Newcastle University enabling course questions ignored by Federal Government

THE Federal Government has ignored questions in Parliament about the impact of damaging proposals for university enabling programs which government ministers were told will have their greatest impact in the Hunter.

Minister Josh Frydenberg, representing Education Minister Simon Birmingham, did not respond to questions from Newcastle MP Sharon Claydon about the government’s knowledge of the significance of free enabling programs to help disadvantaged groups gain access to University of Newcastle places.

Mr Frydenberg said the government had supported a 23 per cent increase in higher education funding to 2021 and supported regional student hubs, but he did not refer to enabling programs such the University of Newcastle’s Open Foundation, Newstep or Yapug in a response to detailed Budget questions in Parliament on June 14.

The Government plans to cap places, introduce student fees of up to $3200 and open up enabling courses to private tender would lock disadvantaged students from tertiary education, Ms Claydon said.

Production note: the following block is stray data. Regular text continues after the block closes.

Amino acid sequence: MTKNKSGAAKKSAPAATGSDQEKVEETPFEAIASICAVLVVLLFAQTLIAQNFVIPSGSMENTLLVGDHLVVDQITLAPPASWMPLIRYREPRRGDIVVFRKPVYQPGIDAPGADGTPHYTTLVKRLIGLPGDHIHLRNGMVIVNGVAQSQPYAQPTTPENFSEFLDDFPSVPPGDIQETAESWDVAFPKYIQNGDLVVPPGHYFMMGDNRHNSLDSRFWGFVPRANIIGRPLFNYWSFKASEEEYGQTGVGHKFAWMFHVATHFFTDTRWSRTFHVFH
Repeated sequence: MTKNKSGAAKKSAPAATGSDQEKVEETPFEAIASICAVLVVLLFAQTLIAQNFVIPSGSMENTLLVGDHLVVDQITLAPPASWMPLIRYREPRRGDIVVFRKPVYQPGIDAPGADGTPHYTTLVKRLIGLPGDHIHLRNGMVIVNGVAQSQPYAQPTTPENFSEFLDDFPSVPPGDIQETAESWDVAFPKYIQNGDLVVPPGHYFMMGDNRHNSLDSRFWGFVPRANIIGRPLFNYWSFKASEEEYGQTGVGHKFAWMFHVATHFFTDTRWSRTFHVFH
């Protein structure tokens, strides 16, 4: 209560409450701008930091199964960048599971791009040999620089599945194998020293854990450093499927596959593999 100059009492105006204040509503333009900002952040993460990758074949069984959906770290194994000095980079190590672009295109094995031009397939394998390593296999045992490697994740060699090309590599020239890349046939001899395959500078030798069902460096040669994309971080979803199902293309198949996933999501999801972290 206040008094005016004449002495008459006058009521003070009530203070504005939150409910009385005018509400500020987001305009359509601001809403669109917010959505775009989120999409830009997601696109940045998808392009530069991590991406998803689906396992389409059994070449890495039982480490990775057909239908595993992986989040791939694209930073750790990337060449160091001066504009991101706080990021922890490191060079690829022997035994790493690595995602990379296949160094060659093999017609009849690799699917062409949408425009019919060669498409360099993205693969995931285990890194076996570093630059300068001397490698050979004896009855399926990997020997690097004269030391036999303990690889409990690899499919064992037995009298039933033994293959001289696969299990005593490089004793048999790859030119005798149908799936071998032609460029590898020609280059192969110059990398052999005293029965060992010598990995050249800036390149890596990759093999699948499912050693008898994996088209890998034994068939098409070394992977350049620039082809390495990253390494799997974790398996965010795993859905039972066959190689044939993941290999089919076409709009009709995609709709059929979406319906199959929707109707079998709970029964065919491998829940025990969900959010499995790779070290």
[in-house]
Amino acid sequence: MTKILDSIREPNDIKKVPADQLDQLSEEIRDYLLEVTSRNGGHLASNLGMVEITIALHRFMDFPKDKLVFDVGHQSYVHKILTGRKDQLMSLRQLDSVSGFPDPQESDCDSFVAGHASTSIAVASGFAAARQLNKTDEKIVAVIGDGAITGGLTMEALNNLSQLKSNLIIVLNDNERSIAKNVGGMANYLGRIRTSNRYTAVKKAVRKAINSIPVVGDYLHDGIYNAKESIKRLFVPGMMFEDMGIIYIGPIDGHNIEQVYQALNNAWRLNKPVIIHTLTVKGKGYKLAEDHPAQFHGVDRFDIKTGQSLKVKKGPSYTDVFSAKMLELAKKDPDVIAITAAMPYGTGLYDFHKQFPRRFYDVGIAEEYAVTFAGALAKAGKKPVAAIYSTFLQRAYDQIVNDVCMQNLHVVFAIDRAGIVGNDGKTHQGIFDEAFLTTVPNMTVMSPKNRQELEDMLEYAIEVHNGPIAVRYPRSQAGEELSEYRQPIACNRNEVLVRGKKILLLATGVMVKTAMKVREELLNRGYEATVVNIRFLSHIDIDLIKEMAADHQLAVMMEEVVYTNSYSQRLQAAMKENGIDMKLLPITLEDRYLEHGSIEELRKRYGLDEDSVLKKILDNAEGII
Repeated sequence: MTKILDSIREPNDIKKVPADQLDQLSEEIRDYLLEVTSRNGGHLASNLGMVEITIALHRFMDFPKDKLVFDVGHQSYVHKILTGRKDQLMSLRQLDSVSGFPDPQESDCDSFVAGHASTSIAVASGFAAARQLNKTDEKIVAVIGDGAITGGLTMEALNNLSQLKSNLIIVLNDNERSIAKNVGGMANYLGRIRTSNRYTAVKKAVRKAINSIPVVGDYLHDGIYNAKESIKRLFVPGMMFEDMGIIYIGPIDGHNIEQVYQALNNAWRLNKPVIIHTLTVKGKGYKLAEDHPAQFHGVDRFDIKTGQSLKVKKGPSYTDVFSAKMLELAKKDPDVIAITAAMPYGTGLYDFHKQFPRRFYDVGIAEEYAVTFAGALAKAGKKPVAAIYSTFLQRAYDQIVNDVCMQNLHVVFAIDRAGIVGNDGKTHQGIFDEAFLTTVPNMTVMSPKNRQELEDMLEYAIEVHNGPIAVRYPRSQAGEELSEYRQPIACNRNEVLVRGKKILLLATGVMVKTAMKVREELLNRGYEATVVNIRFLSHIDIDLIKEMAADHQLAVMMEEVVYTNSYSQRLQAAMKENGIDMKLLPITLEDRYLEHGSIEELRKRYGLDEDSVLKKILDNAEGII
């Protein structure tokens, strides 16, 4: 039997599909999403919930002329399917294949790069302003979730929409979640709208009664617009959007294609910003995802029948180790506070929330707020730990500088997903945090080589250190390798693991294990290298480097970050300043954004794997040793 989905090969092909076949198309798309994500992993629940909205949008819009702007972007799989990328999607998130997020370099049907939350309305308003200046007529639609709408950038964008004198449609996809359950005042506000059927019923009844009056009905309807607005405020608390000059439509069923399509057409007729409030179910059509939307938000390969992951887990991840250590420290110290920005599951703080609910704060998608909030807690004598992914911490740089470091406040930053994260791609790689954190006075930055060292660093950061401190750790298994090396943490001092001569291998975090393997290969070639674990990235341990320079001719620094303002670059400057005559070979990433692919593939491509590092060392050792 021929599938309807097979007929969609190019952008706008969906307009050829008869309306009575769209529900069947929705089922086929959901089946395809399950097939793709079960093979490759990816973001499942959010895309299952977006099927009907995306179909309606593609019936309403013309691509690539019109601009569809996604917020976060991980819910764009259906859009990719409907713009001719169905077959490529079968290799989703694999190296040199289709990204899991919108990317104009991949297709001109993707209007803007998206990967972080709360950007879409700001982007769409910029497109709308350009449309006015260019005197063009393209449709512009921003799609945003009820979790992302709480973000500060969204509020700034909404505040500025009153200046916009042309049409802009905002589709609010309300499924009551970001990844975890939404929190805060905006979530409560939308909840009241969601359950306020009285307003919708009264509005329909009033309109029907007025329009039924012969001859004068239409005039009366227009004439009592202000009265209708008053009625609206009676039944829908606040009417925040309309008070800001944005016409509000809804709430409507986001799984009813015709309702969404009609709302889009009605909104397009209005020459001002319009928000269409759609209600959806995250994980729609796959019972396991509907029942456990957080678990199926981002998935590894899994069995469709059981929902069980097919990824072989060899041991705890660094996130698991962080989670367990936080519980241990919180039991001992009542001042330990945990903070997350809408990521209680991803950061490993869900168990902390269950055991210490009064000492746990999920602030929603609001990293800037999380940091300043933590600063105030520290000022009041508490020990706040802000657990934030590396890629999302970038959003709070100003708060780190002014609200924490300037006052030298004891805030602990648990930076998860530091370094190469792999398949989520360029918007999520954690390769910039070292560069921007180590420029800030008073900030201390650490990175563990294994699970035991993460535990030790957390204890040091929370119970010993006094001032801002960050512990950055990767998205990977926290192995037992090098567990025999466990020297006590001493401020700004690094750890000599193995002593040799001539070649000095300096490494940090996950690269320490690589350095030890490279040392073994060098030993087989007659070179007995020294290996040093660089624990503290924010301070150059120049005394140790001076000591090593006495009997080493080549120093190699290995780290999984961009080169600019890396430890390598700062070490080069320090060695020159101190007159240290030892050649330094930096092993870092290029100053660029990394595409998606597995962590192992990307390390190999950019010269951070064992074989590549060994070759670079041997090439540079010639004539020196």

The University of Newcastle is the oldest and largest provider of enabling progams in the country, she said.

“These programs have helped over 42,000 students gain entrance into higher education since 1974. In fact, today close to 20 per cent of the current student cohort at the University of Newcastle entered their degree through an enabling program,” Ms Claydon said.

“Make no mistake. The $3200 fee being proposed by the Turnbull government will repel tens of thousands of low-income and disadvantaged students from enrolling in enabling courses, especially since these courses, unlike diplomas or bachelor degree programs, do not result in any formal qualification.”

Open Foundation, Newstep and Yapug instead involve courses enabling people to qualify for degrees. The university’s enabling programs have been particularly successful in the area of Indigenous education. 

“It is no coincidence that Newcastle has 1000 Indigenous students enrolled. It is no coincidence that the University of Newcastle trains more than half of this nation's Indigenous doctors,” Ms Claydon said.  

“Those incredible successes are directly attributable to the decades of hard work and Newcastle's steadfast commitment to delivering equity in education through high-quality enabling programs.”

Indigenous law student Taylah Gray said the Yapug program gave her the skills to start her degree and plan a future working to address Indigenous disadvantage.


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